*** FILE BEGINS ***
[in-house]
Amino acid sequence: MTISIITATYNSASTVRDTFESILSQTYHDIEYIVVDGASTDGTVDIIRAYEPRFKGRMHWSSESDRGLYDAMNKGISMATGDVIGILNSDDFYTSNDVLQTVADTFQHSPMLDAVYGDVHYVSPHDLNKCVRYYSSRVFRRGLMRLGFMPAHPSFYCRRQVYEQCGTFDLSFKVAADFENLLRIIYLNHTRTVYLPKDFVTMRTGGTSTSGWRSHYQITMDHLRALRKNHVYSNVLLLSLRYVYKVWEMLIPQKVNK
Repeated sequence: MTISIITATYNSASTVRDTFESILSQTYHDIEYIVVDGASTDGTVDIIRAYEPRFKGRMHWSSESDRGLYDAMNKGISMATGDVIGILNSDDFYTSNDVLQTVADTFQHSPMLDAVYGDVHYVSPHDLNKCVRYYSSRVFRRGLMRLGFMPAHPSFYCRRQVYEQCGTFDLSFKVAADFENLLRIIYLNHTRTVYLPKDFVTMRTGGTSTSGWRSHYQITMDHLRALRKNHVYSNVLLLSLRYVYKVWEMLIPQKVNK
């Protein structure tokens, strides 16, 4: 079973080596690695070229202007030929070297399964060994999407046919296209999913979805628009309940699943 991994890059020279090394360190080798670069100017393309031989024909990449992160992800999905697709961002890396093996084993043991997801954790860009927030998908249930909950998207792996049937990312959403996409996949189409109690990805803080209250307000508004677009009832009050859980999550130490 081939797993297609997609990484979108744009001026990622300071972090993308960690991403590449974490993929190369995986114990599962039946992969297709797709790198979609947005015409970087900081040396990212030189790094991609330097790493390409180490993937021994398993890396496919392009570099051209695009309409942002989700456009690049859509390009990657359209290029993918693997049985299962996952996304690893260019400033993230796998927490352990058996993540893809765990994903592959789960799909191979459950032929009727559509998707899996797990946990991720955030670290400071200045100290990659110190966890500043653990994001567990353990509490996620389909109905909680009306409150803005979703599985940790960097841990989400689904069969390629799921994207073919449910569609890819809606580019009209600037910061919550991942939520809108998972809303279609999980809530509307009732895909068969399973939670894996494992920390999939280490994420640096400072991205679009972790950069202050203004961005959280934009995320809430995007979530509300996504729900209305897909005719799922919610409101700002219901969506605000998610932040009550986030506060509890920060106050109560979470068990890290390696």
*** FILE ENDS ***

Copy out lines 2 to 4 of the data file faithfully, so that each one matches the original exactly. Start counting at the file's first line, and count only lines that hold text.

Amino acid sequence: MTISIITATYNSASTVRDTFESILSQTYHDIEYIVVDGASTDGTVDIIRAYEPRFKGRMHWSSESDRGLYDAMNKGISMATGDVIGILNSDDFYTSNDVLQTVADTFQHSPMLDAVYGDVHYVSPHDLNKCVRYYSSRVFRRGLMRLGFMPAHPSFYCRRQVYEQCGTFDLSFKVAADFENLLRIIYLNHTRTVYLPKDFVTMRTGGTSTSGWRSHYQITMDHLRALRKNHVYSNVLLLSLRYVYKVWEMLIPQKVNK
Repeated sequence: MTISIITATYNSASTVRDTFESILSQTYHDIEYIVVDGASTDGTVDIIRAYEPRFKGRMHWSSESDRGLYDAMNKGISMATGDVIGILNSDDFYTSNDVLQTVADTFQHSPMLDAVYGDVHYVSPHDLNKCVRYYSSRVFRRGLMRLGFMPAHPSFYCRRQVYEQCGTFDLSFKVAADFENLLRIIYLNHTRTVYLPKDFVTMRTGGTSTSGWRSHYQITMDHLRALRKNHVYSNVLLLSLRYVYKVWEMLIPQKVNK
């Protein structure tokens, strides 16, 4: 079973080596690695070229202007030929070297399964060994999407046919296209999913979805628009309940699943 991994890059020279090394360190080798670069100017393309031989024909990449992160992800999905697709961002890396093996084993043991997801954790860009927030998908249930909950998207792996049937990312959403996409996949189409109690990805803080209250307000508004677009009832009050859980999550130490 081939797993297609997609990484979108744009001026990622300071972090993308960690991403590449974490993929190369995986114990599962039946992969297709797709790198979609947005015409970087900081040396990212030189790094991609330097790493390409180490993937021994398993890396496919392009570099051209695009309409942002989700456009690049859509390009990657359209290029993918693997049985299962996952996304690893260019400033993230796998927490352990058996993540893809765990994903592959789960799909191979459950032929009727559509998707899996797990946990991720955030670290400071200045100290990659110190966890500043653990994001567990353990509490996620389909109905909680009306409150803005979703599985940790960097841990989400689904069969390629799921994207073919449910569609890819809606580019009209600037910061919550991942939520809108998972809303279609999980809530509307009732895909068969399973939670894996494992920390999939280490994420640096400072991205679009972790950069202050203004961005959280934009995320809430995007979530509300996504729900209305897909005719799922919610409101700002219901969506605000998610932040009550986030506060509890920060106050109560979470068990890290390696």